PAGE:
The idea that market mechanisms can mobilize social change by engaging the poor in win-win scenarios is gaining increased world attention. Companies, social sector organizations, and development agencies are all beginning to glean the potential that lies among the world's poorest people, both as an untapped productive force and a neglected consumer market. This book aims to demonstrate how the private sector can become part of the solution of poverty. In this study, the authors assess market initiatives in Iberoamerica by large corporations, cooperatives, small and medium enterprises, and nonprofit organizations. A task force drawing on nine teams of researchers from various business schools and universities in nine countries examined 33 experiences, seeking to uncover "what's needed" for building new business value chains that help move people out of poverty.

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Vernis Domnech, Alfred; Reficco, Ezequiel

Engaging organizational ecosystems in inclusive businesses

2010
The idea that market mechanisms can mobilize social change by engaging the poor in win-win scenarios is gaining increased world attention. Companies, social sector organizations, and development agencies are all beginning to glean the potential that lies among the world's poorest people, both as an untapped productive force and a neglected consumer market. This book aims to demonstrate how the private sector can become part of the solution of poverty. In this study, the authors assess market initiatives in Iberoamerica by large corporations, cooperatives, small and medium enterprises, and nonprofit organizations. A task force drawing on nine teams of researchers from various business schools and universities in nine countries examined 33 experiences, seeking to uncover "what's needed" for building new business value chains that help move people out of poverty.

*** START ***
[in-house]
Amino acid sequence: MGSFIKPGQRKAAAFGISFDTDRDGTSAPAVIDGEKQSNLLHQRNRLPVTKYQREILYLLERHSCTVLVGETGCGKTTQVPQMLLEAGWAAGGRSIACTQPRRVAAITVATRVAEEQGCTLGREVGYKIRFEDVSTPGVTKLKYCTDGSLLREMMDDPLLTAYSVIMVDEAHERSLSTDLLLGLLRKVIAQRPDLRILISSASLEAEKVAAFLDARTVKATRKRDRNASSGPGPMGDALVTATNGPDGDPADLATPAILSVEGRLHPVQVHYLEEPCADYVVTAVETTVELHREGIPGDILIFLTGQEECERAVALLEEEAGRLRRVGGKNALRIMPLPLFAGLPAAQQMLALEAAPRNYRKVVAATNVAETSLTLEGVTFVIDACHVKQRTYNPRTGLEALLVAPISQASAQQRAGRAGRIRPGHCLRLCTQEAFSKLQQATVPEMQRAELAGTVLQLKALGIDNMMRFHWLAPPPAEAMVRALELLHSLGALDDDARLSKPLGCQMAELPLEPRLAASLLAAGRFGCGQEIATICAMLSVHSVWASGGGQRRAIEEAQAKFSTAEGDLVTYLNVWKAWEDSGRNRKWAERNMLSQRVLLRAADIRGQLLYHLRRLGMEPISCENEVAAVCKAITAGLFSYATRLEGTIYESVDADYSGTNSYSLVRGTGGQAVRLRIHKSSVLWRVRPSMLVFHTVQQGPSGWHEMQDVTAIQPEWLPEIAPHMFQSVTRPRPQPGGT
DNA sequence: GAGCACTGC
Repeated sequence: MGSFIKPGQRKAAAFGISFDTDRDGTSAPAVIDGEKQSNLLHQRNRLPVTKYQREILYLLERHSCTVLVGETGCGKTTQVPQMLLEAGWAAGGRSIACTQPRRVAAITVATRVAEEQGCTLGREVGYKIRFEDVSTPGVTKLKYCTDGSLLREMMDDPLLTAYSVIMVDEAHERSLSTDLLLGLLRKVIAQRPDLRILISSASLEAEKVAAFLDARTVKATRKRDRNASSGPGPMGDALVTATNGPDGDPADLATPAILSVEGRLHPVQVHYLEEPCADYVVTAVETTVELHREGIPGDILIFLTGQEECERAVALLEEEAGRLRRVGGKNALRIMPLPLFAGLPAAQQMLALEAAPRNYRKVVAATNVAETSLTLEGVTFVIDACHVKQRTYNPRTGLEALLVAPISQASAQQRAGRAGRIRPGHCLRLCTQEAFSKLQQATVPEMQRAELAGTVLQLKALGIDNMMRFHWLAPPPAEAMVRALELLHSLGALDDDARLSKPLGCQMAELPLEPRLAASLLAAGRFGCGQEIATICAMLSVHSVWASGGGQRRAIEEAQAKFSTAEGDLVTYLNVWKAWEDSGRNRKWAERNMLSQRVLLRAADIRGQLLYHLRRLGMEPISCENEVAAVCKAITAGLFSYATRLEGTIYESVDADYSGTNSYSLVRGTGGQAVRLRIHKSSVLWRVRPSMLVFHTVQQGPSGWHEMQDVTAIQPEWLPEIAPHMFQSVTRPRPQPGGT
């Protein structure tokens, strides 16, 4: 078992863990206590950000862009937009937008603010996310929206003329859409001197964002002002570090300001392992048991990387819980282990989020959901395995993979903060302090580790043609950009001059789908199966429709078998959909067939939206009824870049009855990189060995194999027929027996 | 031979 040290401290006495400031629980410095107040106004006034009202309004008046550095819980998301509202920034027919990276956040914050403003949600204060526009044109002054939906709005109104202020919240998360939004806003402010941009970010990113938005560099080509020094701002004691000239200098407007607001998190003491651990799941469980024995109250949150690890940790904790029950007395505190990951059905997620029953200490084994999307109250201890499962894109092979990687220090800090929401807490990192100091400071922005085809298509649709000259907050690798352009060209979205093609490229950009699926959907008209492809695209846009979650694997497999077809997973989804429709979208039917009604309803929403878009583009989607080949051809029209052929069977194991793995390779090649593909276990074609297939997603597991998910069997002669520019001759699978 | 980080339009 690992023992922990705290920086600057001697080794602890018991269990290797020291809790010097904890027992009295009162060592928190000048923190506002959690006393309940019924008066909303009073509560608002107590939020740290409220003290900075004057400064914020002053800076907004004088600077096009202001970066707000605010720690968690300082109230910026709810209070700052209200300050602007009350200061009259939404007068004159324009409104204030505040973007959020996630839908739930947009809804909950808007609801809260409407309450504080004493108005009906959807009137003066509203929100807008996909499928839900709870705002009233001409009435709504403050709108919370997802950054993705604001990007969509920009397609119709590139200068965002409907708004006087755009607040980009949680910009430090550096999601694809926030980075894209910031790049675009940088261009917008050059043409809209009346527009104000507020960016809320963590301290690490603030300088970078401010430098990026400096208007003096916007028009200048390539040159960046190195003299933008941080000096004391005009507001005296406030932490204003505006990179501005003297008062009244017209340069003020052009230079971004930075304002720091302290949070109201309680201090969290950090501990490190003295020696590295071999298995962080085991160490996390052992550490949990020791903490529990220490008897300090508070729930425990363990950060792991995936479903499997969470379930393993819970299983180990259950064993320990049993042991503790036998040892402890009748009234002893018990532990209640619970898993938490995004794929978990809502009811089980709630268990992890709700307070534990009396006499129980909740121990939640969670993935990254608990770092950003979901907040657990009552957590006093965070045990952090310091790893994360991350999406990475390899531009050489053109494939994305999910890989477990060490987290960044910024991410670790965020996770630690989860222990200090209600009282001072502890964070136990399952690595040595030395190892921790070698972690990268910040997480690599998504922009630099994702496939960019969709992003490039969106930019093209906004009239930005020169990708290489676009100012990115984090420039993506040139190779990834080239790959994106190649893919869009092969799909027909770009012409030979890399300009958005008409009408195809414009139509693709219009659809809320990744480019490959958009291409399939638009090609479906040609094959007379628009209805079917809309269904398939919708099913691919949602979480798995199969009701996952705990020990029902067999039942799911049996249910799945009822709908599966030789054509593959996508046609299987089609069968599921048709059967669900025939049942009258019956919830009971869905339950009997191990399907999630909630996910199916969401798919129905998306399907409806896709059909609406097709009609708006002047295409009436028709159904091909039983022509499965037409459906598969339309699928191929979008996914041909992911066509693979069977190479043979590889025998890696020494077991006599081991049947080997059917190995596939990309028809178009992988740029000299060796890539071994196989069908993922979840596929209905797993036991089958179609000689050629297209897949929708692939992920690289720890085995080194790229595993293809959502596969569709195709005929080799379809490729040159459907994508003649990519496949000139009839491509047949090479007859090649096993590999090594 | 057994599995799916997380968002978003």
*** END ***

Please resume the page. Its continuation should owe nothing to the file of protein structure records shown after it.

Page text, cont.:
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Engaging organizational ecosystems in inclusive businesses
Vernis Domnech, Alfred; Reficco, Ezequiel
In Socially inclusive business: Engaging the poor through market initiatives in Iberoamerica
Boston (United States of America): Harvard Business Publishing, 2010
p. 111 - 152
David Rockefeller Center Series on Latin American Studies;

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